When journalist Alexis Johnson sued her former employer, the Pittsburgh Post-Gazette underestimated defending its actions in court. But Johnson has made it through at least one preliminary hurdle on her road to recovery.
A federal judge denied a motion to dismiss filed by PG Publishing, according to Law360. PG Publishing, the operator of the Post-Gazette, has tried to argue that a decision to prohibit Johnson from covering racial justice protests last summer was purely an “editorial” decision.
Law 360 reported that in denying the motion to dismiss, U.S. District Judge J. Nicholas Ranjan found the publisher did not maintain an absolute discretion vis-a-vis the First Amendment in “any and all discriminatory personnel decisions.”
“Ms. Johnson alleges that PG Publishing re-assigned her to cover less important and publicized news stories because of her race and protected activity,” wrote Ranjan.” “PG Publishing disputes this, arguing that Ms. Johnson remained assigned to the same ‘beat’ and was simply precluded from covering a few specific stories she had requested. The clarification or resolution of this factual dispute is necessary before the court can rule on PG Publishing’s First Amendment defense.”
Johnson is one of two Black journalists who alleged management pulled them from coverage of protests turned uprisings that occurred in the wake of George Floyd and Breonna Taylor’s killings. The Post-Gazette claimed Johnson showed “bias” in a tweet poking fun at the disparity in response to white attendees after a concert compared to racial justice protestors.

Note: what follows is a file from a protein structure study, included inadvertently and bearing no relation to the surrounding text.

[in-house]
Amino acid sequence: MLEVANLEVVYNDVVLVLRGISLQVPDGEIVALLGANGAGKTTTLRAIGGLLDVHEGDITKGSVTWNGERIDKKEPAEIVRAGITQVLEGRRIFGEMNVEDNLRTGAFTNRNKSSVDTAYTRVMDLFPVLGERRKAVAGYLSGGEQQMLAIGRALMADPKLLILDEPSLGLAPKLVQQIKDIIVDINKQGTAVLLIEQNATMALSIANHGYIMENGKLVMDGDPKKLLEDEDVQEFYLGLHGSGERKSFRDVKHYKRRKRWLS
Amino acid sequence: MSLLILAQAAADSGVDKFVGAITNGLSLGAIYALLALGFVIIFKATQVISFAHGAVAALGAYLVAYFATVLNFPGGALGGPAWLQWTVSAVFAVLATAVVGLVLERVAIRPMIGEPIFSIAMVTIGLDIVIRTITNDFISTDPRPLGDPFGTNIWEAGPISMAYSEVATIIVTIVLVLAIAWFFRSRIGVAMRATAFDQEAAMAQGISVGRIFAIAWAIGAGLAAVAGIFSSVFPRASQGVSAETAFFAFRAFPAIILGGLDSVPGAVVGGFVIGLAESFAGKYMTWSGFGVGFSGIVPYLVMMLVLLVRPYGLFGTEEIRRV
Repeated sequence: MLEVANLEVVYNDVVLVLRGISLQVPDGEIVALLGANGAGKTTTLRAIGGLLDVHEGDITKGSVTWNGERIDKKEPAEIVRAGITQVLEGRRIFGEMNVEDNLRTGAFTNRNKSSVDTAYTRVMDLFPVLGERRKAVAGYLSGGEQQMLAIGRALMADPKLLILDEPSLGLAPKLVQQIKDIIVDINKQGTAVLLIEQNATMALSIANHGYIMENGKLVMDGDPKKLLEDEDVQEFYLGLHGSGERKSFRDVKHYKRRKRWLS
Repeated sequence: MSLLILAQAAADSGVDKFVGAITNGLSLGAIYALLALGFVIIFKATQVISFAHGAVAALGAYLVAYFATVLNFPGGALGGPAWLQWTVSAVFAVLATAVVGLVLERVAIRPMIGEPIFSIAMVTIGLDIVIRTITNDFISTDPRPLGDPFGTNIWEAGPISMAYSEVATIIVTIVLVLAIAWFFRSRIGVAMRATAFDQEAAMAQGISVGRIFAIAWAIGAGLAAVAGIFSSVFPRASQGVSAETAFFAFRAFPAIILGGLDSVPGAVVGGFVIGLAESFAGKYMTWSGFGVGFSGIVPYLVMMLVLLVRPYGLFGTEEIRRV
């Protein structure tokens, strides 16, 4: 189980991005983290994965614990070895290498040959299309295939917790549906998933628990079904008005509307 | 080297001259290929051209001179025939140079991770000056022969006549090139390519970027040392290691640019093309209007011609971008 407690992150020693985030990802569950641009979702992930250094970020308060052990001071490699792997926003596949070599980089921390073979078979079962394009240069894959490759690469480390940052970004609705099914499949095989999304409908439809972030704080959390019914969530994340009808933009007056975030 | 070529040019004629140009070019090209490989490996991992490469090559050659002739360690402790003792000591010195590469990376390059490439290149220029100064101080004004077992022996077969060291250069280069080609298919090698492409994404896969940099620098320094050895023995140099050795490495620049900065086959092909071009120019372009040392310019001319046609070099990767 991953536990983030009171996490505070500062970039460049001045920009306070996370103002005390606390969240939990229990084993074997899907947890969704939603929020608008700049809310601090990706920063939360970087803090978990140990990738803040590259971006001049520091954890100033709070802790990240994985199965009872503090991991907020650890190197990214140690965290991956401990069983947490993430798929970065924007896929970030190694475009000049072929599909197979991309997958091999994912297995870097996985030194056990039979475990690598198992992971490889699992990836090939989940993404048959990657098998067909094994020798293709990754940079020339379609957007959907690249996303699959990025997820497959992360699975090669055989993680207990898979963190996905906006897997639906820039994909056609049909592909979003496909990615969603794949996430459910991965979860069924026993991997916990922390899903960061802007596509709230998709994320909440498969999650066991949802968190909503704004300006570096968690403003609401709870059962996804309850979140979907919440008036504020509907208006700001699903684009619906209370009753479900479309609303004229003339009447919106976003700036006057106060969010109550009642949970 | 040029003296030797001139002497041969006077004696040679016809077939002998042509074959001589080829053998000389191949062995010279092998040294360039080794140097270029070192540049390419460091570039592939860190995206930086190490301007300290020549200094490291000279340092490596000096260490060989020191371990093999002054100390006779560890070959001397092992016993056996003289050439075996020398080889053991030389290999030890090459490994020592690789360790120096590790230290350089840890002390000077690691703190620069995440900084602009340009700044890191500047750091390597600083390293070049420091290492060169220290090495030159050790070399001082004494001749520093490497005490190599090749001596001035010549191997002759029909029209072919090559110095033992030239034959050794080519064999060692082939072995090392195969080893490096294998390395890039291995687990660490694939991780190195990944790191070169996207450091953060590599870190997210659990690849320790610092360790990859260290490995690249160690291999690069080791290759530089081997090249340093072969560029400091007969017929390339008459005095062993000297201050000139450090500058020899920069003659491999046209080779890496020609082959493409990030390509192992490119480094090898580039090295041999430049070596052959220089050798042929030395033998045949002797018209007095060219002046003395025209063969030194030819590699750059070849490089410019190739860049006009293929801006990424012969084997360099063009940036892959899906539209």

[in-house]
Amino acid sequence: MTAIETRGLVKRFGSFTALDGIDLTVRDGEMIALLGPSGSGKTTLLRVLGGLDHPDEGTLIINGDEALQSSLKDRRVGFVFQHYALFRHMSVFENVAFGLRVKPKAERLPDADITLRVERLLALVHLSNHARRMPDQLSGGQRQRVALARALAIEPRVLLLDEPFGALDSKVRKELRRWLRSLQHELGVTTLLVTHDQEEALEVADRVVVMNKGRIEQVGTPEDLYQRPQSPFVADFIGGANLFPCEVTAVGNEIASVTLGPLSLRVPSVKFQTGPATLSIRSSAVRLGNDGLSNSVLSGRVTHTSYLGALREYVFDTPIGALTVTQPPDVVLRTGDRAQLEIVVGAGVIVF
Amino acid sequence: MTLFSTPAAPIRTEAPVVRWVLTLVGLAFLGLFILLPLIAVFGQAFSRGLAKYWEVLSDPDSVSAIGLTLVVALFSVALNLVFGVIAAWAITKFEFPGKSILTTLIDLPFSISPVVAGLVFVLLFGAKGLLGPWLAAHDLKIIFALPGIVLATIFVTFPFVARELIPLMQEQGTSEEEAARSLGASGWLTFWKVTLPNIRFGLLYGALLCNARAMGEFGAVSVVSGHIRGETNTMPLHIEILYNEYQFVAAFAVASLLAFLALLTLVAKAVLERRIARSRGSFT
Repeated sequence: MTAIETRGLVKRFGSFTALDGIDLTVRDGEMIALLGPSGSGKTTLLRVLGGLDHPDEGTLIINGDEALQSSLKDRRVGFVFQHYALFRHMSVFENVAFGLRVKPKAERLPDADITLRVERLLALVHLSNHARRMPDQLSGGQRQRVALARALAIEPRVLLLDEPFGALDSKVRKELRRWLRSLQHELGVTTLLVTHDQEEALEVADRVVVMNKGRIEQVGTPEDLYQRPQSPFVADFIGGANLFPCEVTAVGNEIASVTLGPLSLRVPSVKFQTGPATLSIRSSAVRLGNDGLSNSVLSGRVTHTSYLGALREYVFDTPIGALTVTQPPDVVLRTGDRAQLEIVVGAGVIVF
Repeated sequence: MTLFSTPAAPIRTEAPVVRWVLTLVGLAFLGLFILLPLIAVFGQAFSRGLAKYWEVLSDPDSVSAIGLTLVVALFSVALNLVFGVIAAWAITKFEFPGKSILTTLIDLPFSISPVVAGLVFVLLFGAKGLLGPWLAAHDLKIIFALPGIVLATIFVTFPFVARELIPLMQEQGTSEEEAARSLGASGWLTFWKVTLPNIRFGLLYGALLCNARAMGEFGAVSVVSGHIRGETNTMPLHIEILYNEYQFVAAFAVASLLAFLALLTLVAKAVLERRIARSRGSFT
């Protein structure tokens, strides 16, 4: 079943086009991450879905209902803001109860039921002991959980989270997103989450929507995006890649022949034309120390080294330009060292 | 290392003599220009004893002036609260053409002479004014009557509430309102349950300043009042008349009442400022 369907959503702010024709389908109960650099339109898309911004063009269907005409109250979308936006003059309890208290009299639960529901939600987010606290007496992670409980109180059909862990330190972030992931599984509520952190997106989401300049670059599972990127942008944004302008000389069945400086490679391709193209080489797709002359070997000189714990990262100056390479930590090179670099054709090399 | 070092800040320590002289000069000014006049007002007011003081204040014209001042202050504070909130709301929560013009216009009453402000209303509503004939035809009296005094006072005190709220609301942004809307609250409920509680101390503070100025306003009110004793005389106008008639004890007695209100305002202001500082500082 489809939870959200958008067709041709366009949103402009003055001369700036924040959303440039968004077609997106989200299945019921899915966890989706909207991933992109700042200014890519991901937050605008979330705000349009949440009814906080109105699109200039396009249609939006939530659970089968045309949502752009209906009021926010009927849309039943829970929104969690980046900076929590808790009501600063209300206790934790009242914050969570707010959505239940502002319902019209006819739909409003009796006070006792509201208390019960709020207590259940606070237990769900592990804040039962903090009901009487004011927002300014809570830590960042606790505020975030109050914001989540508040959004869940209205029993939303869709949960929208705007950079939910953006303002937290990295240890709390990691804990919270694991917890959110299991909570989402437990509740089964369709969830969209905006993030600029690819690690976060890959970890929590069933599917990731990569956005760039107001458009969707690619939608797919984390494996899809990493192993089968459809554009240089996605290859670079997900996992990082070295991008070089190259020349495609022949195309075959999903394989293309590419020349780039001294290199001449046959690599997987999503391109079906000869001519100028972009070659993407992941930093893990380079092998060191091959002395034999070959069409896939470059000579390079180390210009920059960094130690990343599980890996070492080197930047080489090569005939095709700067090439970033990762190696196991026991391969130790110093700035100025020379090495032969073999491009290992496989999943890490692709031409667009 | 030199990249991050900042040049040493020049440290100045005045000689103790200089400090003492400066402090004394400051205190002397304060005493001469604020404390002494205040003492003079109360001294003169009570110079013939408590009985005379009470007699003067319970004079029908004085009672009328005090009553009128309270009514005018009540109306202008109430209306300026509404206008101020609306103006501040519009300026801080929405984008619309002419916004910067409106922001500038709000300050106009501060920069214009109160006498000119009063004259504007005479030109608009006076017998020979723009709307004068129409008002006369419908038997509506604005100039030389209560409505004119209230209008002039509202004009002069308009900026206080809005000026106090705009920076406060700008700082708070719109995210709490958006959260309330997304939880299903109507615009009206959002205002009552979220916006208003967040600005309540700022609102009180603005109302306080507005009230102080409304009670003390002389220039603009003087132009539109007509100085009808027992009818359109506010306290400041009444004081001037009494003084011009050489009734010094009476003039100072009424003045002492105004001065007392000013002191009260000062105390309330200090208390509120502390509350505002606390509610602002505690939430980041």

Once Johnson’s story came to light, the backlash was swift from all corners of the internet. But instead of responding and adjusting in kind, the Post-Gazette doubled down. Upset at the lawsuit, the Post-Gazette the Pittsburgh Commission on Human Relations claiming the entity was prohibited from hearing Johnson’s claims.
As previously covered by NewsOne, the Post-Gazette’s former executive editor responded very poorly to the backlash. Misusing editorial privilege in a version of “I have a Black friend,” Keith C. Burris claimed, “no newspaper in America, whether considered over the past 100 years or 100 days or 100 hours, has devoted more time, words or space to questions of discrimination, race prejudice, or justice than the Post-Gazette.”
Burris, a controversial figure long before Johnson’s case, previously tried to pass off an unsigned editorial that claimed racism was the “new McCarthyism.”
Johnson moved on to working for Vice News in October. Her reprimand and the very public meltdown of Burris continues as a lesson of the internal issues within newsrooms that impact meaningful coverage of issues impacting Black communities.